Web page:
PLANT CITY, Fla. — Although volume didn’t begin as early as initially predicted, buyers can expect another typical year for this season’s Florida strawberry deal.
Smaller opening season volumes also kept early-season prices high.
In late November, some growers predicted an earlier-than-typical start for promotable volumes.
Crop quality problems caused by nursery transplants, however, are expected to lower yields for some growers, said Gary Wishnatzki, president and chief executive officer of Wish Farms.
That damage should be spotty and shouldn’t affect a significant percentage of the overall crop, he said in mid-December.
Wishnatzki said the crop slowed in early December.
With Wish Farms’ bloom counts and forecasting models, he said he expects promotable volumes to hit after Christmas at the very earliest and perhaps during the first week of January.
After harvesting begins in late November, Florida volume usually builds slowly in early and mid-December with promotable volumes entering the market in late December.
“The overall quality should be good out of Florida,” Wishnatzki said.
“We see no problems with the quality of the fruit. There are a few size issues in some fields with some varieties, but overall quality is good.”
With California and Florida bringing light volumes to the market in early and mid-December, Wishnatzki in mid-December characterized market supplies as tight and said he expected prices to remain strong.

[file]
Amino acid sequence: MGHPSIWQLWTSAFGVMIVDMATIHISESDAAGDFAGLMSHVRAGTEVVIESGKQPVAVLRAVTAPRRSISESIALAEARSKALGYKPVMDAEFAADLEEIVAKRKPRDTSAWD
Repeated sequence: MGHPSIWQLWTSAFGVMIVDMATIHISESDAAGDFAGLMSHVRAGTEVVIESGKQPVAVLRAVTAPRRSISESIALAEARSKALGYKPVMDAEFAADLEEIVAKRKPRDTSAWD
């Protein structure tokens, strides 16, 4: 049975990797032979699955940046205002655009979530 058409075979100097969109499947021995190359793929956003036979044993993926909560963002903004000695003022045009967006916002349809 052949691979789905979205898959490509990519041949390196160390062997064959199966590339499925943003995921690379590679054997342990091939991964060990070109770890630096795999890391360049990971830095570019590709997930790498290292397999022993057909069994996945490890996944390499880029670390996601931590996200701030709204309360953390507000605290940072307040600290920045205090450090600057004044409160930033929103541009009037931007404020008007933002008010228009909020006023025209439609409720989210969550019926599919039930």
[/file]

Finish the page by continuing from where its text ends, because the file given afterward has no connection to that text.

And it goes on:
In mid-December, the U.S. Department of Agriculture reported flats of eight 1-pound clamshells from central Florida selling for $24.90, compared to $24.90-26.90 in early December.
That’s similar to last season when the USDA in early December reported those same clamshells selling for $22.90-24.90.
Wishnatzki said he expects prices to remain in the $20s until larger volume begins in January.
Chris Smith, sales manager for BBI Produce Inc., Dover, said the season began on a high note.
“Quality looks outstanding,” he said in mid-December. “The weather has been great. We are very pleased.”
Smith said volume is progressing every week and that growers are actively looking at ads for chain stores to move product.
Florida growers are estimated to produce on 11,000 acres, similar to last season, said Ted Campbell, executive director of the Florida Strawberry Growers Association, Dover.
He said the deal should yield 3,500 flats per acre and produce 25 million flats, down from last year’s 27 million flats.